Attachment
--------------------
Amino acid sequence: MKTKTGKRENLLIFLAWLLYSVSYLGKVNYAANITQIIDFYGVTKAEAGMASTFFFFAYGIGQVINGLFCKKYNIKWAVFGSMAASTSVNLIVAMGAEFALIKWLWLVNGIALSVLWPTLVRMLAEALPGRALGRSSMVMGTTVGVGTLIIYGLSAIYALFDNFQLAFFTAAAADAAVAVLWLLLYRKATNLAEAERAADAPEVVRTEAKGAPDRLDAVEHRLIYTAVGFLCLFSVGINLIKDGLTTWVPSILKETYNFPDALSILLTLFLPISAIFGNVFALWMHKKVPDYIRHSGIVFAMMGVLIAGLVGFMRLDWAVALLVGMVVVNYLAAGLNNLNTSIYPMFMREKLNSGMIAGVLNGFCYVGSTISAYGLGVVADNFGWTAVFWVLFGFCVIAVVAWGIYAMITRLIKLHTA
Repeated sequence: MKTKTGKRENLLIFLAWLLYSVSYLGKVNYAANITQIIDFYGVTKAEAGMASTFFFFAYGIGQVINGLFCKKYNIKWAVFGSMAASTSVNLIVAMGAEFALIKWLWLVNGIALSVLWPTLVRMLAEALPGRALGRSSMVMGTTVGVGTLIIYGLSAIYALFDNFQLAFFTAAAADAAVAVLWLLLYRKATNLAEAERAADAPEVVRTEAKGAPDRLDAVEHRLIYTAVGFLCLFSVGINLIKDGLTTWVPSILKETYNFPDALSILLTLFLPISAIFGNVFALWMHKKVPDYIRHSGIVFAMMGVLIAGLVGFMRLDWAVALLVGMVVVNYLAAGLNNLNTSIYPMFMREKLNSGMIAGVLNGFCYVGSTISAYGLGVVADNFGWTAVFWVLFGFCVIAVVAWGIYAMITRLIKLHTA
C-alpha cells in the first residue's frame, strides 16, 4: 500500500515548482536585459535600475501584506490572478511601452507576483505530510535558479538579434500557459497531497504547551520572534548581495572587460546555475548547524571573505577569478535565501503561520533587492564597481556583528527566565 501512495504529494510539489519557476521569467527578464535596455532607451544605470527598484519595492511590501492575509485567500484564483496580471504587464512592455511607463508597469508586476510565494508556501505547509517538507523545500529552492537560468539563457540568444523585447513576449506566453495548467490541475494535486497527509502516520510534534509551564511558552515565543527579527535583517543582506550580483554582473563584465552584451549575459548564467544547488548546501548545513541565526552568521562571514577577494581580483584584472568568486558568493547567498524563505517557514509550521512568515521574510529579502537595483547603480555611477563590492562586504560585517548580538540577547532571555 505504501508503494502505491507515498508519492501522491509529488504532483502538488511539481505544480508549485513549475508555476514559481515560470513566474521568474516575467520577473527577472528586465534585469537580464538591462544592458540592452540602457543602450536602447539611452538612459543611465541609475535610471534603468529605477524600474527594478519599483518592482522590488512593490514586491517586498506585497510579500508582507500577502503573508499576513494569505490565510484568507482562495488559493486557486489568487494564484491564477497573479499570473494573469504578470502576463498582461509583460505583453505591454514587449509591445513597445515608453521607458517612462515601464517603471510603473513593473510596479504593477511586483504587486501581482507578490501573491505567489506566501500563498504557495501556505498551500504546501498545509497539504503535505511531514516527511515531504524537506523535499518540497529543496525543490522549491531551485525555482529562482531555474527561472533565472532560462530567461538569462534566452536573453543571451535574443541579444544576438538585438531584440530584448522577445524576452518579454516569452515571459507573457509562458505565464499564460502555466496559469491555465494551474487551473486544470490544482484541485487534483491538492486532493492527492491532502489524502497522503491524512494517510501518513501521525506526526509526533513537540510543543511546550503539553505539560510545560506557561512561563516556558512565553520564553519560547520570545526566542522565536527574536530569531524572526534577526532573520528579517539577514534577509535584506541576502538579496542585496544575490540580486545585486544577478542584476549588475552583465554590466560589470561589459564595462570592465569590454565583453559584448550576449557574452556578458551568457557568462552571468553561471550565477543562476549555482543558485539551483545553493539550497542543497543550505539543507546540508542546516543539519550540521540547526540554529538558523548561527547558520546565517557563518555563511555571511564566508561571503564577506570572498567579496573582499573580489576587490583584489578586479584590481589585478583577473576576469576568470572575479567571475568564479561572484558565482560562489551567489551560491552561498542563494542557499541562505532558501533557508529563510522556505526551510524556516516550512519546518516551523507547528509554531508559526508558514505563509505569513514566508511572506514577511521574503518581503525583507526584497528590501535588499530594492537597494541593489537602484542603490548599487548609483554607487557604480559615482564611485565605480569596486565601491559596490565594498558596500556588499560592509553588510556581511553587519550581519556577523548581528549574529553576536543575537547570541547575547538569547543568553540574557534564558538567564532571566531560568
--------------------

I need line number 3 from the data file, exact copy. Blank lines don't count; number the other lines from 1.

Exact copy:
C-alpha cells in the first residue's frame, strides 16, 4: 500500500515548482536585459535600475501584506490572478511601452507576483505530510535558479538579434500557459497531497504547551520572534548581495572587460546555475548547524571573505577569478535565501503561520533587492564597481556583528527566565 501512495504529494510539489519557476521569467527578464535596455532607451544605470527598484519595492511590501492575509485567500484564483496580471504587464512592455511607463508597469508586476510565494508556501505547509517538507523545500529552492537560468539563457540568444523585447513576449506566453495548467490541475494535486497527509502516520510534534509551564511558552515565543527579527535583517543582506550580483554582473563584465552584451549575459548564467544547488548546501548545513541565526552568521562571514577577494581580483584584472568568486558568493547567498524563505517557514509550521512568515521574510529579502537595483547603480555611477563590492562586504560585517548580538540577547532571555 505504501508503494502505491507515498508519492501522491509529488504532483502538488511539481505544480508549485513549475508555476514559481515560470513566474521568474516575467520577473527577472528586465534585469537580464538591462544592458540592452540602457543602450536602447539611452538612459543611465541609475535610471534603468529605477524600474527594478519599483518592482522590488512593490514586491517586498506585497510579500508582507500577502503573508499576513494569505490565510484568507482562495488559493486557486489568487494564484491564477497573479499570473494573469504578470502576463498582461509583460505583453505591454514587449509591445513597445515608453521607458517612462515601464517603471510603473513593473510596479504593477511586483504587486501581482507578490501573491505567489506566501500563498504557495501556505498551500504546501498545509497539504503535505511531514516527511515531504524537506523535499518540497529543496525543490522549491531551485525555482529562482531555474527561472533565472532560462530567461538569462534566452536573453543571451535574443541579444544576438538585438531584440530584448522577445524576452518579454516569452515571459507573457509562458505565464499564460502555466496559469491555465494551474487551473486544470490544482484541485487534483491538492486532493492527492491532502489524502497522503491524512494517510501518513501521525506526526509526533513537540510543543511546550503539553505539560510545560506557561512561563516556558512565553520564553519560547520570545526566542522565536527574536530569531524572526534577526532573520528579517539577514534577509535584506541576502538579496542585496544575490540580486545585486544577478542584476549588475552583465554590466560589470561589459564595462570592465569590454565583453559584448550576449557574452556578458551568457557568462552571468553561471550565477543562476549555482543558485539551483545553493539550497542543497543550505539543507546540508542546516543539519550540521540547526540554529538558523548561527547558520546565517557563518555563511555571511564566508561571503564577506570572498567579496573582499573580489576587490583584489578586479584590481589585478583577473576576469576568470572575479567571475568564479561572484558565482560562489551567489551560491552561498542563494542557499541562505532558501533557508529563510522556505526551510524556516516550512519546518516551523507547528509554531508559526508558514505563509505569513514566508511572506514577511521574503518581503525583507526584497528590501535588499530594492537597494541593489537602484542603490548599487548609483554607487557604480559615482564611485565605480569596486565601491559596490565594498558596500556588499560592509553588510556581511553587519550581519556577523548581528549574529553576536543575537547570541547575547538569547543568553540574557534564558538567564532571566531560568